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Career exploration: pediatric physical therapy

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Belle tyynismaa

on 18 February 2013

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Transcript of Career exploration: pediatric physical therapy

reaching my goal What is a pediatric physical therapist? Preparation in High School Classes and education throughout college Grad school and internships After completing a residency, these new therapists can find jobs at schools, hospitals, neonatal intensive care units, rehabilitation centers, or even directly in a child's home. These physicians have the ability of working with special needs children and their families and are comfortable with children. Also, therapists have to understand they will be on their feet most of their day and must be able to meet these physical requirements. Pediatric physical therapists are responsible for coaching children to be the best they can be. A pediatric physical therapist specializes in meeting the needs of disabled adolescents. These physicians work to build personal plans to make the everyday lives of these children and their families better. Patients include children who were born premature, have chronic pain, cystic fibrosis, brain injuries, scoliosis, or cancer. The ultimate goal of these therapists is to present plans and exercises for the child, family, and educators to use to make functioning everyday a much easier task to accomplish. Since I've become quite serious about becoming one of these physicians, it would a smart choice to focus on science classes throughout my high school career. For example, taking classes like biology, anatomy, child development, neuroscience or physiology. Being bilingual (english/spanish) would benefit me in finding a job and being successful. I could then communicate with more patients and their families. While getting your undergraduate degree, it is advised that you major/minor in science based classes. Like those I spoke of in the last slide: physiology, biology, anatomy, or neuroscience. Also, expanding in another language like I said spanish would benefit me, especially in today's society. Adding four more years of spanish would make it easier to communicate with a larger group of patients. After completing the graduate records exam you may be accepted into a physical therapy master's program. This will take about two and half years. During this time students will complete an internship under a licensed therapist. Then those interested in pediatrics will undergo special training to become familiar with the development of children and how their bodies differ from adults. Then for another 3 or more years students can broaden their knowledge in pharmacology, radiology, or body systems to receive their doctorate. Being a Pediatric physical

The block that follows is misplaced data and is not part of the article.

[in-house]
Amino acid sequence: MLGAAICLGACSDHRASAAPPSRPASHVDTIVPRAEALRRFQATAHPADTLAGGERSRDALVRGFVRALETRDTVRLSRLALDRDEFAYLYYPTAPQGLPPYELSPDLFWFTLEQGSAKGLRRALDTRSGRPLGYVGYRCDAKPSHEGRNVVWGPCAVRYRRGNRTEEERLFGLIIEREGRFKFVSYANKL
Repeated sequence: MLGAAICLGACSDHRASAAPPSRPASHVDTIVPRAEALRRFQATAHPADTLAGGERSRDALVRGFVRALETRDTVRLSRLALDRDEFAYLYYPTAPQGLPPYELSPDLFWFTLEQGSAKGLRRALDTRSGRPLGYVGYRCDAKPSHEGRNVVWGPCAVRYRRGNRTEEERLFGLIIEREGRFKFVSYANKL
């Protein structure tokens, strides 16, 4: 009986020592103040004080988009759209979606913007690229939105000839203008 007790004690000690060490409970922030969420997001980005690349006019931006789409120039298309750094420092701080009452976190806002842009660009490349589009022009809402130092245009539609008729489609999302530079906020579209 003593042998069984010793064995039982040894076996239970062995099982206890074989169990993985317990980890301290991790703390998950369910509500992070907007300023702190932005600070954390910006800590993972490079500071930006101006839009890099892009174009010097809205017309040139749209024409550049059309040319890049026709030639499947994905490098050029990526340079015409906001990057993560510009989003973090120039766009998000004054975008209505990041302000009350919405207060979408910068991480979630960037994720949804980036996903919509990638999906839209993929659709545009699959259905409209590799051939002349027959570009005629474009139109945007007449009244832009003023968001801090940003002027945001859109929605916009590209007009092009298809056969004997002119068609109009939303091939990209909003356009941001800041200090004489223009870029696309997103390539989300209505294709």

Therapist Becoming a Pediatric Physical therapist The outlook is excellent for this field with a growth rate of 39 percent, on average they make 74,610 dollars per year. http://www.eaglerehabpt.com/pages.php?page=10/05/18/9474214
http://www.innerbody.com/careers-in-health/how-to-become-a-childrens-physical-therapist.html Sources:
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